Java is the fascinating heartland of Indonesia and there is no better place to experience the many different aspects of its complex identity. It is the fifth largest island in the archipelago, about 650 miles (1,050 km) long and up to 130 miles (210 km) wide. With 141 million inhabitants it is the most densely populated island in the world, but the vast majority of the Javanese live in the coastal plains. It is a remarkable geographical fact that eighty-five percent of the total surface of the island is uninhabitable. The mountain range that makes up the central spine and runs the length of the island contains no less than 121 active volcanoes. Natural ecosystems range from coastal mangrove forests on the north coast, low-lying tropical forests on the southern coast, to high altitude rainforests in the mountainous interior.

The history of Java is as exceptional as its nature. We even do know that the ancestors of modern man were roaming the island long before human history began.”Java Man” is the name given to fossils that were discovered in 1891 on the banks of the Solo River in East Java as one of the first known specimens of Homo Erectus. These fossils date to about a million years ago. Although Java is predominantly Muslim today, one finds traces of the great oriental religions all over. Ancient monuments and other evidence of a rich history can be found everywhere.

The advanced civilizations that blossomed one after the other were made possible by highly efficient agricultural practices developed since ancient times. The island's exceptional fertility and rainfall allowed the development of wet-field rice cultivation, which required sophisticated levels of cooperation between villages. Out of these village alliances, small kingdoms were formed. The Medang Kingdom in the early 8th century produced the Hindu temples on the Dieng Plateau. Around the 9th century the Sailendra dynasty embraced Mahayana Buddhism and both the Borobudur, the biggest Buddhist Temple in the world and the Prambanan complex in Central Java date from that period.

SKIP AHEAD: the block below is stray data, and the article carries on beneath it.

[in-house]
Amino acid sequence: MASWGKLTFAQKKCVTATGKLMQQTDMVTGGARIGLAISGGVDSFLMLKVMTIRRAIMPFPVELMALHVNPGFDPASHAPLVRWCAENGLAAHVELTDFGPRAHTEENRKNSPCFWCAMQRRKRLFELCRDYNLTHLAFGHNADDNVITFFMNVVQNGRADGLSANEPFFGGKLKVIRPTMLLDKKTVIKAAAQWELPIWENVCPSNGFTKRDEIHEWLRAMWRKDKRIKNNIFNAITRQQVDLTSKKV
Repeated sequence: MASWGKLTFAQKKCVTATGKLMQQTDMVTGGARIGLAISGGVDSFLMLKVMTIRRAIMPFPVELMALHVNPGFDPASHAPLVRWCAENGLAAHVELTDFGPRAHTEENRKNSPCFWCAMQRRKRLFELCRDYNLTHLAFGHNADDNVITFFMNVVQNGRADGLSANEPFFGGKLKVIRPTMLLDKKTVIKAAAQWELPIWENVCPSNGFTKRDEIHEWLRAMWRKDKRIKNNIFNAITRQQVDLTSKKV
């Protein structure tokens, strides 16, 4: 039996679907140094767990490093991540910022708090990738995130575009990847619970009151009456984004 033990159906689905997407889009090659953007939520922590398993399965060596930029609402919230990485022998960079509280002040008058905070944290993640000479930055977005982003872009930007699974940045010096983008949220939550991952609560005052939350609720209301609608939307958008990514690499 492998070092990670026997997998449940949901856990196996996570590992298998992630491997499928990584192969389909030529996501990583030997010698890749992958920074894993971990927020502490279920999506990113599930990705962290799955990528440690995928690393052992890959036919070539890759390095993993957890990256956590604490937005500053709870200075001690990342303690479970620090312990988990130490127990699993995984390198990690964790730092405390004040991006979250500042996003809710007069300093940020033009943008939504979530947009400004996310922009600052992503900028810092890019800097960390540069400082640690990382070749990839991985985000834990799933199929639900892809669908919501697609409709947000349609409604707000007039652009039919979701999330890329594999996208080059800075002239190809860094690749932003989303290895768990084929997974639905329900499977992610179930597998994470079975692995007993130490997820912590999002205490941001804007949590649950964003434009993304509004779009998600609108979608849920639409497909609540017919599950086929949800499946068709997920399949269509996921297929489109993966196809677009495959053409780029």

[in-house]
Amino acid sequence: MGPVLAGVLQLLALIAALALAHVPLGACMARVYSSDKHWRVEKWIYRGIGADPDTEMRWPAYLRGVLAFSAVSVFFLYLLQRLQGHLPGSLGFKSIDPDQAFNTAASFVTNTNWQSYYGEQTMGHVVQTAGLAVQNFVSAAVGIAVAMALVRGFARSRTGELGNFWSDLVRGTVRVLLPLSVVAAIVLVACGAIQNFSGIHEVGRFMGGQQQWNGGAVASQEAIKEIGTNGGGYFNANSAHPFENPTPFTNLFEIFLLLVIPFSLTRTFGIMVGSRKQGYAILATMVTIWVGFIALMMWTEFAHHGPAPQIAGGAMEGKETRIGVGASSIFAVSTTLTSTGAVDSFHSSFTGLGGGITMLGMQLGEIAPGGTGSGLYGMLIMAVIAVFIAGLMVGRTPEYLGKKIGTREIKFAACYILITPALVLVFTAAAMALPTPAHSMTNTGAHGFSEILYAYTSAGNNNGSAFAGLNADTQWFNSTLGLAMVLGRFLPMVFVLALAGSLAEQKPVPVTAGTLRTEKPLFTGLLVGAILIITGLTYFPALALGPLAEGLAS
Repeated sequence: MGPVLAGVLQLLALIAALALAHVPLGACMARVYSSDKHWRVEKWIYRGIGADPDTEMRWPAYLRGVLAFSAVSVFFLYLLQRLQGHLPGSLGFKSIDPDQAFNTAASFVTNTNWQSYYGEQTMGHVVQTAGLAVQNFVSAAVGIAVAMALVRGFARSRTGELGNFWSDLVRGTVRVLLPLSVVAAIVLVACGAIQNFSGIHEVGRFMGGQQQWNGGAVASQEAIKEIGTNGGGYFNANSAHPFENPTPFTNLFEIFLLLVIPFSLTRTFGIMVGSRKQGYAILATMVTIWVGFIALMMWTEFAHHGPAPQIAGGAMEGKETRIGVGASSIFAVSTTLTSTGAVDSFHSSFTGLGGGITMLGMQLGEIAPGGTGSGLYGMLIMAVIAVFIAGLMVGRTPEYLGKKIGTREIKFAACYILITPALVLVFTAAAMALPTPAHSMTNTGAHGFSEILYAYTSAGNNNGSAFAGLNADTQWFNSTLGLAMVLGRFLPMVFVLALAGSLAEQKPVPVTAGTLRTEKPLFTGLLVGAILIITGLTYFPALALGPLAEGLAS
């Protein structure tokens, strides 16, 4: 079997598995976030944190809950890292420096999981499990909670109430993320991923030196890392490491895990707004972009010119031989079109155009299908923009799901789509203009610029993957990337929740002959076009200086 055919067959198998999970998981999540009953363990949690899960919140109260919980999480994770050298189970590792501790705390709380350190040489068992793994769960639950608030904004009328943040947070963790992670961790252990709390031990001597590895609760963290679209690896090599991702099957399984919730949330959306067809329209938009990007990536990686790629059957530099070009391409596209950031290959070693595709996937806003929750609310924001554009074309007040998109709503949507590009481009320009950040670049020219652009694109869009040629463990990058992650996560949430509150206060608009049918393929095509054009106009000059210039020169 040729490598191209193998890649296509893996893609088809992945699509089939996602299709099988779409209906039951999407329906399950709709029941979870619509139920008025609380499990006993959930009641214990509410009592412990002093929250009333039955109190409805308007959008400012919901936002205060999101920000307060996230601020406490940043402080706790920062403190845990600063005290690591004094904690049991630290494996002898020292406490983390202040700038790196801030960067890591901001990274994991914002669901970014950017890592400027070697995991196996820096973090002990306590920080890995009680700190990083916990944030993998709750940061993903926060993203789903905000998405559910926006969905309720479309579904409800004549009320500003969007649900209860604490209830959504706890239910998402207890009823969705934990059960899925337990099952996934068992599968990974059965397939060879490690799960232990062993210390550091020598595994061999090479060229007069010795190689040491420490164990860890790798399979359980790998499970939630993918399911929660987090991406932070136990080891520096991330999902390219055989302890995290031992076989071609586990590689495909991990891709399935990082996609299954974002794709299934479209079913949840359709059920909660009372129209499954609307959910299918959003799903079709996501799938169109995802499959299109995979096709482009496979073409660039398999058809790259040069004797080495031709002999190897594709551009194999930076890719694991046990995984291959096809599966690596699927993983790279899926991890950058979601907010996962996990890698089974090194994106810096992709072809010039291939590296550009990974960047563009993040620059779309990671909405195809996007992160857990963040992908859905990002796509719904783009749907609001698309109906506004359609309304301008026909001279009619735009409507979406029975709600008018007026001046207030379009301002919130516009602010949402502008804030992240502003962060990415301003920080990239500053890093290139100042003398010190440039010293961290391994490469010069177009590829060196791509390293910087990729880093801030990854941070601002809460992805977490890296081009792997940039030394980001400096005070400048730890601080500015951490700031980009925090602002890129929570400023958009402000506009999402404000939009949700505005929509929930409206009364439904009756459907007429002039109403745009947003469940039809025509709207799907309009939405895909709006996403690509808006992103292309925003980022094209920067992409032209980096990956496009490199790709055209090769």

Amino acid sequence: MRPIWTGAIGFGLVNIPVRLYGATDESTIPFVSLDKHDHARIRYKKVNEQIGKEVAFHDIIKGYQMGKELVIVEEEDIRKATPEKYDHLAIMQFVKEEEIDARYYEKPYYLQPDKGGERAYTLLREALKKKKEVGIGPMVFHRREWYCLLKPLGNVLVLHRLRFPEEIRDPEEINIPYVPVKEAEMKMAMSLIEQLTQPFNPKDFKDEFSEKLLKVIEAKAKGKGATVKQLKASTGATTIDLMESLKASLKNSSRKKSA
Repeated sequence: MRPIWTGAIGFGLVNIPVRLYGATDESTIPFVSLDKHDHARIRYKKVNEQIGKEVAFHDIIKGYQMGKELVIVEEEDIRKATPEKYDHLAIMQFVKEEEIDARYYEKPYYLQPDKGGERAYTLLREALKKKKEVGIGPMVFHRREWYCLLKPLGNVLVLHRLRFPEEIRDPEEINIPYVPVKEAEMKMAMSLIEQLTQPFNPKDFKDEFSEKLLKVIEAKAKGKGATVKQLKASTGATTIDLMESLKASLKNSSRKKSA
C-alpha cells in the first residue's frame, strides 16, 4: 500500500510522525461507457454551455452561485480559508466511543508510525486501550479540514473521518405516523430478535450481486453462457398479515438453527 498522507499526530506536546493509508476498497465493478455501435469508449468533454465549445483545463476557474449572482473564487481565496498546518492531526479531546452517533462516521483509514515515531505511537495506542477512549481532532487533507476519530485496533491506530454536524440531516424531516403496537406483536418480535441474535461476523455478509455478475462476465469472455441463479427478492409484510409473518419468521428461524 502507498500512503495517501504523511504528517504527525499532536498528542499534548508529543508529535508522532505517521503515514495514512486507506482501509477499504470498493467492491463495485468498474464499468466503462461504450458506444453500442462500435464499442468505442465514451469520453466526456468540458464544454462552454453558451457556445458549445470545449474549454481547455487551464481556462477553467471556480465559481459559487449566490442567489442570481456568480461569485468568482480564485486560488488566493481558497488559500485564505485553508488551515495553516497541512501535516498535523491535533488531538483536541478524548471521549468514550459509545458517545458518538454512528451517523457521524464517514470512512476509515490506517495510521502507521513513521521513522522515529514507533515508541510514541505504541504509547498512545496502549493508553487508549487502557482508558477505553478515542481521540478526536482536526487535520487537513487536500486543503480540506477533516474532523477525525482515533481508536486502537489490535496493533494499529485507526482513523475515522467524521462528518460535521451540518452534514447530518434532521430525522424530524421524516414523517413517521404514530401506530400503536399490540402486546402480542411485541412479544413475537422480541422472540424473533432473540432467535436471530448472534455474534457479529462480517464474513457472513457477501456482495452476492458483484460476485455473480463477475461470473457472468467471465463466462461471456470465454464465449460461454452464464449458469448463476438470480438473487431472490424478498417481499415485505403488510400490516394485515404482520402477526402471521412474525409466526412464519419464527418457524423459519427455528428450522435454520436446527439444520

By the end of the 16th century, Islam surpassed Hinduism and Buddhism as the dominant religion in Java and a number of palaces remain as the heritage of the sultanates of Banten, Cirebon and Mataram. The first contact with the Dutch was in 1596 when four sailing ships landed in what is now Jakarta. By the end of the 18th century the Dutch had extended their influence over the sultanates of the interior and Indonesia became a colony of the Netherlands. Independence was declared on 17 August 1945, two days after the Japanese Emperor’s surrender in the Pacific and today the republic of Indonesia is a democracy with a thriving economy that grows by 6% a year.

As a result of its colorful past Javanese culture is a compound of many different influences. Traveling through Java is like going through a history book. In addition one travels through an incredible range of spellbinding landscapes. In between the Krakatoa in the west and the rugged Kawah Ijen Plateau in the East one finds unspoiled beaches, picturesque highland lakes, wildlife reserves, bird sanctuaries and much more that is unexpected. The list of fascinating things to see and places to visit is endless.
Java : Junction of ancient cultures and heart of the nation
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Borobudur temple
Bromo Mountain
Prambanan Temple
Ramayana Dance